By Jeff Atkins
During graduate school I somehow talked my way into organizing a session on ecological impacts of extreme events with a friend and colleague of mine* for the American Geophysical Union Fall Meeting, the largest scientific gathering in the world. The process of organizing and putting together a session is strange at first. But quickly on I realized, “I am not just picking abstracts, I am making a freaking SCIENCE MIXTAPE for 26,000 of my closest SCIENCE FRIENDS!”
When I was a kid, if you liked someone, one of the things you would do is make them a mixtape or CD. Back in the day, this meant rummaging through all of your tapes, CD, and mp3s and mapping out a perfect tracklist to convey what you wanted to say. It was an art in sculpting the soundscape you wanted. You had to grab them early with something catchy in that first track, then reel them in with tracks two and three. Maybe with track four you could kick it down a notch and throw in something a little mellower . . . you weren’t making a random assortment of songs, you were making an emotional journey for that special person. Your scientific session should be treated with the same level of care.
Here is some inside baseball on how science conferences come together. My experience with organizing sessions is restricted to the American Geophysical Union (AGU) and the Ecological Society of America (ESA). At each meeting, I have organized a variety of sessions, but there are a few general principles behind them regardless of whether they are research, education, or information-focused. At AGU, sessions originate when you and a group of your science pals write a session abstract that is submitted to AGU. If your session is accepted, then you have to advertise the hell out of it and try to get people to submit to your session—you only get a section of oral presentations (aka talks) if enough people submit. For each oral session, you get eight to ten slots for talks, of these you are allowed to have two invited speakers (people you select, or coerce into coming). ESA organized sessions are a bit different in that you have to turn in an abstract and a list of ten speakers for your sessions. Meaning you have to get people to commit basically right after the previous ESA. If anything, you should probably plan next year’s ESA session at this year’s. For AGU, you have to pick from the pool of fine scientists who sought you out. So they are a bit different.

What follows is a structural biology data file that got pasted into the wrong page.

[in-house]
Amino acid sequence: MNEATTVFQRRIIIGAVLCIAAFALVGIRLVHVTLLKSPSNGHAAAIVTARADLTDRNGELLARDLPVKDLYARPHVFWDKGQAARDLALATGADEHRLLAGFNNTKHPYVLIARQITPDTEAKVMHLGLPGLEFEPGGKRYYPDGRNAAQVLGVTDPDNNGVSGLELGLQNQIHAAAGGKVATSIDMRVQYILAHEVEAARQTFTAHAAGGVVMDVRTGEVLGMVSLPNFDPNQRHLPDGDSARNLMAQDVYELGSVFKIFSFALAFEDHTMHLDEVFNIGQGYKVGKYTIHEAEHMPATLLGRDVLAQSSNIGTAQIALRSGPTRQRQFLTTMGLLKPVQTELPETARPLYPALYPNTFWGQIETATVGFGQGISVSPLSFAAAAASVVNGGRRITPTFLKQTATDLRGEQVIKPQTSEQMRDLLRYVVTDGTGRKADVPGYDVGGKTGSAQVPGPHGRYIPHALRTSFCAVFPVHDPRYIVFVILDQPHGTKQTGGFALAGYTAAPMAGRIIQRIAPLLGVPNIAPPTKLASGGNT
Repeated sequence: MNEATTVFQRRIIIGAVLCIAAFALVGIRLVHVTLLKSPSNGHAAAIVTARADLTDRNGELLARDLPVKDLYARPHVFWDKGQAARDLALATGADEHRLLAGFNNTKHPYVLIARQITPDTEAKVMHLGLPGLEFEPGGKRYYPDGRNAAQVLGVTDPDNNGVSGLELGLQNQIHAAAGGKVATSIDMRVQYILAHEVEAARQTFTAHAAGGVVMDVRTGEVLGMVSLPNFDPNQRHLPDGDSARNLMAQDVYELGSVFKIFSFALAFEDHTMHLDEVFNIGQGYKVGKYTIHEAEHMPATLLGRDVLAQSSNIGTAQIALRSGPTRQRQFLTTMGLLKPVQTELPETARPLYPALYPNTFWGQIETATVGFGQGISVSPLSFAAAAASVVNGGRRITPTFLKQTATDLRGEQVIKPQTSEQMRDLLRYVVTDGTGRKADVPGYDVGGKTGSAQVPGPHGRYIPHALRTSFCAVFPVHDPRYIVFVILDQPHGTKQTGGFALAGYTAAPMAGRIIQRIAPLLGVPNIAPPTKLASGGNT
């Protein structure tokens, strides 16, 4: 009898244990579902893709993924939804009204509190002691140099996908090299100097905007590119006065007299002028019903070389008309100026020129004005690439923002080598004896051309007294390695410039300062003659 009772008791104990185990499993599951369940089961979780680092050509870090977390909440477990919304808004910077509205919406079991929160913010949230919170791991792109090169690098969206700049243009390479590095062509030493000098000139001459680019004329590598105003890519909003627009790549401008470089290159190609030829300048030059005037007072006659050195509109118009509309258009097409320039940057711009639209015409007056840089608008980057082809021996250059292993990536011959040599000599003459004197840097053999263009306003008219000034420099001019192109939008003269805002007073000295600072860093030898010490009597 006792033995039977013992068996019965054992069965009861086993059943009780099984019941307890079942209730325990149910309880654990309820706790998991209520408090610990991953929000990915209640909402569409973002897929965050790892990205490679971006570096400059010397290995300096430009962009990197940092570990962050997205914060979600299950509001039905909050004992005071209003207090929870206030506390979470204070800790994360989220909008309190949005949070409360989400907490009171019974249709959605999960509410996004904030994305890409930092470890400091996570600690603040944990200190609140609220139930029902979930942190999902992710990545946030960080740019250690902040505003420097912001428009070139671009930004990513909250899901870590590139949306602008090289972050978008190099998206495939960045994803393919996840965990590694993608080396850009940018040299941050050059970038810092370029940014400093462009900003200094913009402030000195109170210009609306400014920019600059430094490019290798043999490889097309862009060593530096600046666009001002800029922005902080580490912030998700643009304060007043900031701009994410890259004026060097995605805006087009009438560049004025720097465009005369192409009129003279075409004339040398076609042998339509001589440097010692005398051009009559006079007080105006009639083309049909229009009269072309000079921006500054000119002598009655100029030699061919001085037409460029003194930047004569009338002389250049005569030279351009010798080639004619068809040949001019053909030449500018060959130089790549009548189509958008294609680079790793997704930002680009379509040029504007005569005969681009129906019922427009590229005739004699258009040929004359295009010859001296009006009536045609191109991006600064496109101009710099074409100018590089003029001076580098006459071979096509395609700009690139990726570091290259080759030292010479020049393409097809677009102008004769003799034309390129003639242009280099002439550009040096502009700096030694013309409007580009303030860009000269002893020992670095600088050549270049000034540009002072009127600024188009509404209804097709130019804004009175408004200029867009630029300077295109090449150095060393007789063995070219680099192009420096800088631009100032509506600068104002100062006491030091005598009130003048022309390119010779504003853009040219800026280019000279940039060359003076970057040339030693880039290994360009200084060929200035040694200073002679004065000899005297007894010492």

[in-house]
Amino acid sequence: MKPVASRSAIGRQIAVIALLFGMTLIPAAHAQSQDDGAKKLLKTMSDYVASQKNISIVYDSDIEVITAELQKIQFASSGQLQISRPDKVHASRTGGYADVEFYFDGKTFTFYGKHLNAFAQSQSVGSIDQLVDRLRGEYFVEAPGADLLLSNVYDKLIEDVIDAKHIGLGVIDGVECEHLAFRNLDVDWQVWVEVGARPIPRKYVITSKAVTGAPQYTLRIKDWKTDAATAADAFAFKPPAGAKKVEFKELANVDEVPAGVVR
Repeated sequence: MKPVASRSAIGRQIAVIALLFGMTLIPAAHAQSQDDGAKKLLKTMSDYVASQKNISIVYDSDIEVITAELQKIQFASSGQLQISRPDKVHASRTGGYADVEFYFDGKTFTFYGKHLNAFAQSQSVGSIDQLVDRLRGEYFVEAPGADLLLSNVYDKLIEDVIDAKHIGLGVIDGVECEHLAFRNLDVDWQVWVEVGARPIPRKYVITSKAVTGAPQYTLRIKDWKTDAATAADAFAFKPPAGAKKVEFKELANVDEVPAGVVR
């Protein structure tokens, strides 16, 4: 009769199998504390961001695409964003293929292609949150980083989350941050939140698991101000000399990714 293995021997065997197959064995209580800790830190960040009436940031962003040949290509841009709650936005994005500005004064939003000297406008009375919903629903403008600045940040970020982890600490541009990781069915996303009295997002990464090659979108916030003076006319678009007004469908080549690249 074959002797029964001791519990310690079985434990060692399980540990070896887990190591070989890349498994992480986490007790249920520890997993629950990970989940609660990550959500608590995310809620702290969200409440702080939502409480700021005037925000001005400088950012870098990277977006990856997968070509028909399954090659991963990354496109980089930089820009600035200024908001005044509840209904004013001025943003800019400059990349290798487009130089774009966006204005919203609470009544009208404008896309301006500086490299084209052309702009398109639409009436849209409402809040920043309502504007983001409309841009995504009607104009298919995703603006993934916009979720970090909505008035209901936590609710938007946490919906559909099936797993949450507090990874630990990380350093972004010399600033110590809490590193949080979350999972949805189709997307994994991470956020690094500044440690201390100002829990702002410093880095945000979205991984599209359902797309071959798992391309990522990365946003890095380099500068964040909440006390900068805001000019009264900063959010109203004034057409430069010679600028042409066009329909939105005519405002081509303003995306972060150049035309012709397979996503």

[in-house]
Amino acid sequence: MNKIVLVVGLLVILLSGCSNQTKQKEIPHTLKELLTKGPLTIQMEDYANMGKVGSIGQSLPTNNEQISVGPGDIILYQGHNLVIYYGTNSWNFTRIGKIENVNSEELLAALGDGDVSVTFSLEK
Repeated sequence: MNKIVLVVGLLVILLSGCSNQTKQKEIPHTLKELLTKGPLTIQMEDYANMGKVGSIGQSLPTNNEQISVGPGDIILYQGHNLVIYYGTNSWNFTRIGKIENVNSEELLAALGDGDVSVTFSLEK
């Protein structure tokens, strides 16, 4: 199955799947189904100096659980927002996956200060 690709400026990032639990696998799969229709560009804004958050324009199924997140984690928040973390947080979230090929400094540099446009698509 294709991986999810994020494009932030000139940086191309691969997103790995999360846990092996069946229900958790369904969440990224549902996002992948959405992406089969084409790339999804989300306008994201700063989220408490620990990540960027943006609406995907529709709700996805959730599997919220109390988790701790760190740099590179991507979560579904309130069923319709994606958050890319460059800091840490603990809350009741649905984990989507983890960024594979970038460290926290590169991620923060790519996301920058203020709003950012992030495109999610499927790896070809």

Here are what I think are a few guiding principles to make the best science mixtape you can:
1) The Science!
First and foremost, you need good science. This means focusing on relevant and current issues in your field. Avoid retreading past discussions or covering tired ground. Conferences are the place to push boundaries, to get the best and the brightest in the room. Push the envelope here, but keep it sound.
2) Diverse Voices
Your session shouldn’t look like Mt. Rushmore. If you got nothing but a bunch of old, white guys, you’ve already messed up. MAKE. IT. DIVERSE. A great session will reflect the broad and diverse nature of your field . There are resources likes Diversify EEB that can help to broaden the pool. Use them.